Another painter, Henri Matisse, painted a pastoral landscape, or perhaps "dreamscape" is more appropriate, entitled Joy of Life (1905) now in the collection of the Barnes foundation. There are certainly allusions to this icon of Modernism in Valadon's 1911 painting. But for the most part, these references serve as a way for her to assert her own unique viewpoint of such an idyllic world. It is myth setting, to be sure, but inhabited by flesh-and-blood people.

The difference between Valadon's handling of great themes of art and Matisse's interpretation is best appreciated by comparing one of her key paintings, The Blue Room, with Matisse's odalisque paintings.
 
Shortly before World War I, Matisse visited Algeria and Morocco in order to explore the culture of these countries. The influence of his visits affected Matisse's art in numerous ways. One was his series of paintings of scantily-clad young women, posing in submissive postures. Matisse's odalisques recalled Ingres' Grand Odalisque (1814), the signature work of exotic sensuality, Orientalism.
 
Valadon's The Blue Room resoundingly rejects the whole Orientalist genre, whether Matisse's paintings or Ingres'. 



Ed Voves, Photo (2021) Suzanne Valadon's The Blue Room, 1923

In The Blue Room, Valadon decorates the setting with many of the hallmarks of Matisse, particularly the colorful and richly-textured fabrics he so loved, as can be seen in the flower-printed bedspread and stripped pantaloons. Valadon's protagonist, however, is anything but a docile odalisque. Instead, she is a sturdy, self-assured, working-class woman, smoking a cigarette. She is her own woman.

With The Blue Room, Valadon effectively turned the tables on the whole tradition of male-painted portraits of women as "objects" of desire. When Valadon painted women - with or without garments - she never portrayed them as objects. She treated them the way she wished to be treated herself - as an individual.



Suzanne Valadon. Marie Coca and Her Daughter Gilberte, 1913

Valadon's Marie Coca and Her Daughter Gilberte is a fine example of her ability to create a sensitive, fully-realized portrait. The sitters was her niece and her daughter. Painted in 1913, it is a striking examination of the stresses and cares of life - of a mature woman and of a child. As with most high-caliber portraits, we are enabled to appreciate this work on the level of the individuals it portrays and also to reflect upon the timeless, universal questions it poses. 

What fears and anxieties lie behind the haunted eyes of Valadon's niece? Why does her little daughter, gazing at us with a blank, listless expression, clamp down so firmly on the head of her doll? We will never know, but this "gray area" of uncertainty is fertile ground for speculation and reflection upon the human condition.

Following World War I, Valadon continued to experiment in new genres, landscape and still life, always with notable skill and success, but always as a Realist painter.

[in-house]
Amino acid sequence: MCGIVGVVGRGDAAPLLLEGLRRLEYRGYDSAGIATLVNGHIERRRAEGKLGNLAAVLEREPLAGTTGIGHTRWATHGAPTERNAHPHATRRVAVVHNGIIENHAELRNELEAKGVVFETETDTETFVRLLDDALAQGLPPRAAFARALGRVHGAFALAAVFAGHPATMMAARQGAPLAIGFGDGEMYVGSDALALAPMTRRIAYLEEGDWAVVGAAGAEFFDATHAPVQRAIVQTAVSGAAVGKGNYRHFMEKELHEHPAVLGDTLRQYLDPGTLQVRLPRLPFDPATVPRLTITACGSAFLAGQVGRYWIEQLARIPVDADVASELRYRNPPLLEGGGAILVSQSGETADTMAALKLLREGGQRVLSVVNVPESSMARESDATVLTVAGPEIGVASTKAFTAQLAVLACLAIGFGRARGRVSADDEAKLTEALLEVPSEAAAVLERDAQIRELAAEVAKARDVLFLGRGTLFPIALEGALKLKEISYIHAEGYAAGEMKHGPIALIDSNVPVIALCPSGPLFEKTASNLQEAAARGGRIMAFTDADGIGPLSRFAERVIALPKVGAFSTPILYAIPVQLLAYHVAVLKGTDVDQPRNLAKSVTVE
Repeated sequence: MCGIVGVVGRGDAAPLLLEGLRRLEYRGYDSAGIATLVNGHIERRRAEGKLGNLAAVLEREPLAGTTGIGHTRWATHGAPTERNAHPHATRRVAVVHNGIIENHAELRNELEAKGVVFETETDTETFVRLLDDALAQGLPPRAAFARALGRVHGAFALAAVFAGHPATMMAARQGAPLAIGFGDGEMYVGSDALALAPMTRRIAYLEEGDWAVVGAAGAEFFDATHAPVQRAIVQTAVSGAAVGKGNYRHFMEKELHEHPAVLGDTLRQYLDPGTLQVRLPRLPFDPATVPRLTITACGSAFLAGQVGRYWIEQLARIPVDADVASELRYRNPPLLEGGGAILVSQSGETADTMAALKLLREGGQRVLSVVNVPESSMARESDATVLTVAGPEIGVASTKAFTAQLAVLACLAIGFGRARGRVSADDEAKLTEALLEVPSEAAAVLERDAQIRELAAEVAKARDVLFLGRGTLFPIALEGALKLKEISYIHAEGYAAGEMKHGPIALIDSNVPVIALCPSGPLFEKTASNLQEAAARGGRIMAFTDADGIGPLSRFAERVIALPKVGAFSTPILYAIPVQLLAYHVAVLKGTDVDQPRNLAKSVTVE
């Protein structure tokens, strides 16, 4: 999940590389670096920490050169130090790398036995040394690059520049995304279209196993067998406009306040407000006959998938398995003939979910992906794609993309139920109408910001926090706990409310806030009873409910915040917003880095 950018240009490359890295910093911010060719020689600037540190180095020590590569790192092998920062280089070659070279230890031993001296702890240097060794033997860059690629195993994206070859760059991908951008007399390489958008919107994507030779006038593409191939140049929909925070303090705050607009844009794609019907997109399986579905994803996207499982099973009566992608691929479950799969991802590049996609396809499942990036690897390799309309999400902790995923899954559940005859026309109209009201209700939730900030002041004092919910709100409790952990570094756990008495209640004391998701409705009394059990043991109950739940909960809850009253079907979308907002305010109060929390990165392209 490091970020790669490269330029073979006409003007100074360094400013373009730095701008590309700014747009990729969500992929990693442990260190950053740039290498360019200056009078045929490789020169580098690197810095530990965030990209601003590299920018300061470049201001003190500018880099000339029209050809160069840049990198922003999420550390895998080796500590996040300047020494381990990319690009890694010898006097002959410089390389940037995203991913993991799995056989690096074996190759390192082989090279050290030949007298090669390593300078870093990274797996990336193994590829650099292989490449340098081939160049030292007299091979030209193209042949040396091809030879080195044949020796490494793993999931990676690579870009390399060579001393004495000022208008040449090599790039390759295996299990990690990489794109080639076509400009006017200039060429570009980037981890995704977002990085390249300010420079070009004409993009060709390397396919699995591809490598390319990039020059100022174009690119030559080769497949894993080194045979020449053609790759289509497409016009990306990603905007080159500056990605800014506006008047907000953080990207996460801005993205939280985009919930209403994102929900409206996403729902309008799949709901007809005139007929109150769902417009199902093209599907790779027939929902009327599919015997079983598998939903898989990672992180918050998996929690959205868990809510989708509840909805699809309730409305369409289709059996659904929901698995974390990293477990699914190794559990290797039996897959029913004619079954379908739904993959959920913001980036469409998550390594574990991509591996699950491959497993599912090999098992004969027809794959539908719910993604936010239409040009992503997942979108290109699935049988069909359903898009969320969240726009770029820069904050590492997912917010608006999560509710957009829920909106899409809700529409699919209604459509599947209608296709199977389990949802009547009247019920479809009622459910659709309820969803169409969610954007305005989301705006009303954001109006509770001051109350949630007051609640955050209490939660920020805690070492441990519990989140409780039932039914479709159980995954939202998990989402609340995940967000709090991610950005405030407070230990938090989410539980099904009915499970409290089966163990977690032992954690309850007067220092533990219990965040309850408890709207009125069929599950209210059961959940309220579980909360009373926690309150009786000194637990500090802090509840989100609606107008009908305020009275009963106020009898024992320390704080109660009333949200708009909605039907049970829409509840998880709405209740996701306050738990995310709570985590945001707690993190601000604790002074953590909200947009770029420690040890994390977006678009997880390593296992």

Suzanne Valadon, The Violin Case, 1923

Valadon's undeviating realism was an aspect of her "naturalness" and it certainly brought her financial success and popular acclaim. The 1920's and early 1930's were a time when many people, including in France, regarded Abstraction and Surrealism with suspicion, even hostility. There was a call "for a return to order" and, on the surface, Valadon's paintings went with the flow, rather than against the current.

Lack of talent or awareness of the trends in art had little to do, I think, with Valadon's decision to continue painting in a traditional, figurative style. This manner of painting testified to her basic beliefs - as an artist and as a human being.

"In what I've painted, there's not a stroke, not a line, that isn't based on nature. Nature brings me the discipline of a robust truth for the construction of my canvases, designed by me but driven always by the emotion of life."

The "emotions of life" for Valadon were frequently unhappy during the last two decades of her life. Her marriage to a much younger man, initially contented, soured and she experienced much heartache over the troubles and travail of her son, Maurice Utrillo. An artist of promise, alcoholism blighted Utrillo's career and disappointed his mother's belief in his "genius."

As the years passed, Valadon recorded her own image in several self-portraits. The Barnes exhibition displays one, painted in 1927, which is, beyond doubt, a masterpiece. Sophisticated in its composition, it is even more remarkable for its honesty. 



Suzanne Valadon, Self-Portrait, 1927

Here is the face of a person without illusions but one who refuses to look away or ignore reality. It is the face of a person who has witnessed much pain but remains capable and determined to continue seeking beauty.

Suzanne Valadon: Model, Painter, Rebel at the Barnes succeeds on every level by which an artist's retrospective can be judged. Valadon's reputation suffered somewhat over the years, as Abstract art crowded depictions of "naturalness" off the center stage of the art scene. Happily, that is no longer the case. The exhibit will later travel to the Ny Carlsberg Glyptotek in Copenhagen.  



Ed Voves, Photo (2021)
 Gallery view of the Suzanne Valadon exhibit at the Barnes Foundation

Most importantly, the Barnes exhibition shows that Valadon lived and worked by a creed that we would all do well to emulate. Suzanne Valadon was not merely a successful or "professional" painter. As an artist, she created works of art which reflected her personal code of life.

"You have to be hard on yourself, be honest, and look yourself in the face."


***
Text: Copyright of Ed Voves, all rights reserved. 

Introductory Image: Ed Voves, Photo (2021) Suzanne Valadon's Family Portrait (Detail), 1912.  Centre Pompidou – Musée National d’Art Moderne/CCI, Paris, Gift of M. Cahen-Salvador in memory of Madame Fontenelle-Pomaret, 1976.